Now that you read this novel,
1. I'd really like your input about whether the larger turbo will run this engine cooler using a different than OEM turbo?

2. I plan on installing a pyrometer. I've been told to keep the temp below 1200. Not having used one before, can I lengthen the leads for a 30 foot + run to the cockpit without changing the read out significantly?

3. This RV is heavy, its on a Spartan Frame. Having seen some of the hills around here that we have to pull, and sometimes at temperatures in the 90's and at distance. Has anyone tried changing differential gearing a little for better towing or mountain climbing ease?

Thank you all for any comments.
 

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From what I have learned thanks to the may reponses to posts I've written, I'm trying to decipher my best option for a truly reliable (bomb proof) RV engine. I've learned that I had a 93 6.5l with a DB2 mechanical injection pump. I purchased a Ted's AMG pull from a 2004 military HUMVEE. I have put ARP studs in for greater strength should I go to more pressure. My object is to make this engine reliable by making it run cooler if able. Since it is a rear mounted engine it has a straight drive solid fan for the radiator and not much circulating air due to where it is on the vehicle. I guess my question is, can I make this thing still truly reliable by having the stock turbo rebuilt and mounting a pyrometer?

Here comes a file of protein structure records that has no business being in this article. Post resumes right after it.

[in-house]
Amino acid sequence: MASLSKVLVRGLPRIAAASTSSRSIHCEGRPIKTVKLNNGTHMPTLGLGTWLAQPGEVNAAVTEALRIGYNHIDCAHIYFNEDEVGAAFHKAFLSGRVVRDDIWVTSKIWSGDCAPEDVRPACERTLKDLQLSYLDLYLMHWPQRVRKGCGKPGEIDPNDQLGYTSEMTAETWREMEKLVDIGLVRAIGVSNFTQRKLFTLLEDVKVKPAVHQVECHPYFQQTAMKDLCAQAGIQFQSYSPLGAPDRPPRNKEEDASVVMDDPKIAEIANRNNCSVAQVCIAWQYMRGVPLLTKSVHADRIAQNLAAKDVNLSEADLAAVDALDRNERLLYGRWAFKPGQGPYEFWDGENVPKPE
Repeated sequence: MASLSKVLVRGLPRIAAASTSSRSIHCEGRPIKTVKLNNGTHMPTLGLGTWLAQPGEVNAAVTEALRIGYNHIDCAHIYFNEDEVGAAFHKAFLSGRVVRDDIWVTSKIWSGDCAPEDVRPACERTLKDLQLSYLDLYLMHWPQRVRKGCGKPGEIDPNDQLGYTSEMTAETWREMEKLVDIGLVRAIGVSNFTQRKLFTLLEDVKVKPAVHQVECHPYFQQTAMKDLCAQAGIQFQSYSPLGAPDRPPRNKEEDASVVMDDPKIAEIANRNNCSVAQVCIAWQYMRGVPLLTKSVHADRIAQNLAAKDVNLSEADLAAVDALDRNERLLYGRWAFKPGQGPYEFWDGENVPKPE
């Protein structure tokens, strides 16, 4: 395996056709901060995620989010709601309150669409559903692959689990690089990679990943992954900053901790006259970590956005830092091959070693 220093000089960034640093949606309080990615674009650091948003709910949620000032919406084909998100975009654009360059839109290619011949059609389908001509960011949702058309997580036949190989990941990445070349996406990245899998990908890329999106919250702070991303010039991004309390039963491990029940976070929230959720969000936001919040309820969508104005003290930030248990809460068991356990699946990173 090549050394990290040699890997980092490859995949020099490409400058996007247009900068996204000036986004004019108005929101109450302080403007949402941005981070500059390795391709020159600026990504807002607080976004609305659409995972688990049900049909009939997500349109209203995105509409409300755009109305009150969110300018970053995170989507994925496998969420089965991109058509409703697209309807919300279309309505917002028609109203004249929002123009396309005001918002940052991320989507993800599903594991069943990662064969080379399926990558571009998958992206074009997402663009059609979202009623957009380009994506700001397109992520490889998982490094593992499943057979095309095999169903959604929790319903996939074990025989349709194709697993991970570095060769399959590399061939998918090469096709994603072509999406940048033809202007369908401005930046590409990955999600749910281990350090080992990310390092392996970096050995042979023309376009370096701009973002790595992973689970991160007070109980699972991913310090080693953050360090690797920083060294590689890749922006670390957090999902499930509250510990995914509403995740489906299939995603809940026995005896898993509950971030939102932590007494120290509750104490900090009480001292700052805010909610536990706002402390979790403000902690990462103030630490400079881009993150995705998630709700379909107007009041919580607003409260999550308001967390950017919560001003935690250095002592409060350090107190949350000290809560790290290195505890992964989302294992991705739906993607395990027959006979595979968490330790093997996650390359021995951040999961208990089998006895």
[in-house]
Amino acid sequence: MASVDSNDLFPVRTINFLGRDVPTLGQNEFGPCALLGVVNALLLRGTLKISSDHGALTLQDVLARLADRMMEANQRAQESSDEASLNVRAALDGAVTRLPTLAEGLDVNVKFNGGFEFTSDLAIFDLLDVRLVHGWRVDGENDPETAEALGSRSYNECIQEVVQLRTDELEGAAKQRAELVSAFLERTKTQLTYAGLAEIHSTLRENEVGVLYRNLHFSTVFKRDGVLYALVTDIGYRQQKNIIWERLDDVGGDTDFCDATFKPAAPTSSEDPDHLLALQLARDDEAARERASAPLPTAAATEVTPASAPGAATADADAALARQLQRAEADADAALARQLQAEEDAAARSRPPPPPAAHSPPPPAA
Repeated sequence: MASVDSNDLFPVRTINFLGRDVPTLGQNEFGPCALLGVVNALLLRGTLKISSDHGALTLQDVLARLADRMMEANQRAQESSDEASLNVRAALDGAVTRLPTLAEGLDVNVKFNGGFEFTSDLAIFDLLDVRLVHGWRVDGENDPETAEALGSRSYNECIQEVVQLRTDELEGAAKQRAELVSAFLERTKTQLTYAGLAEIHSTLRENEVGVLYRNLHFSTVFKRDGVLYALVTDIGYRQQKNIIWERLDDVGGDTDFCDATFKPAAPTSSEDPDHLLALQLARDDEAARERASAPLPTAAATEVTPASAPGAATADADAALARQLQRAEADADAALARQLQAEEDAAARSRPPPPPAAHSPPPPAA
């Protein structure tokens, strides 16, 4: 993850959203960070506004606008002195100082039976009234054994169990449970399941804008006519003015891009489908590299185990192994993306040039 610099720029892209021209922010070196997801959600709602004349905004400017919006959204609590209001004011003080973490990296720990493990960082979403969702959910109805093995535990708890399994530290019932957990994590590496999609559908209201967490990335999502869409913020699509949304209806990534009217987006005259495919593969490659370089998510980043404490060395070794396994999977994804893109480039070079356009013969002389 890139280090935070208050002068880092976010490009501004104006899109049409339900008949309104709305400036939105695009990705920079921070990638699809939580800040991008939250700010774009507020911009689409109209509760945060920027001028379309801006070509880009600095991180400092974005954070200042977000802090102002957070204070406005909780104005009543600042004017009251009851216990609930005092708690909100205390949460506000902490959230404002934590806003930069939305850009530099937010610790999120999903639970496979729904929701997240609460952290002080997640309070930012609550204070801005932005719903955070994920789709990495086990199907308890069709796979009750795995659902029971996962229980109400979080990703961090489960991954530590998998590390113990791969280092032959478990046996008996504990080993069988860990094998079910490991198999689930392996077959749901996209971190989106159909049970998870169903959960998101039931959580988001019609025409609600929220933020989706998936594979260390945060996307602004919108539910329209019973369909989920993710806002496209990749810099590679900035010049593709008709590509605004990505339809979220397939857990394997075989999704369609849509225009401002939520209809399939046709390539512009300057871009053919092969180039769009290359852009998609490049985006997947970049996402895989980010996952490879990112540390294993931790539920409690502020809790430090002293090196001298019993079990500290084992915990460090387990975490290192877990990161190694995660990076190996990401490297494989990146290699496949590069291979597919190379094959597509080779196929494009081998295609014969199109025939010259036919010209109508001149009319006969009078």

A good set of gauges ( IE. Fuel pressure, EGT, Boost, etc. ) can help you monitor and diagnose things.


I have been told, I think, that a larger turbo will give me a cooler running engine due to cooler intake temperature, is that correct?
Upgrading your turbo can give you better performance, lower EGT's and IAT's.
Intake and exhaust mods are two of the best upgrades you can do for the engine.


So, I've heard about updgrading to a Hx40 kit ($1200?) and much about not using the GM X (OEM?) I do not plan to boost the pressure over standard so I have added longevity.
Since you have ARP studs installed you have strengthened the top end to handle more boost. Installing an HX40II will benefit your setup to help tow the weights.
You can find an HX40II cheaper than $1200 online if you look around.
PT Wiring solutions has a kit that includes the turbo and takes the hassle out of the install.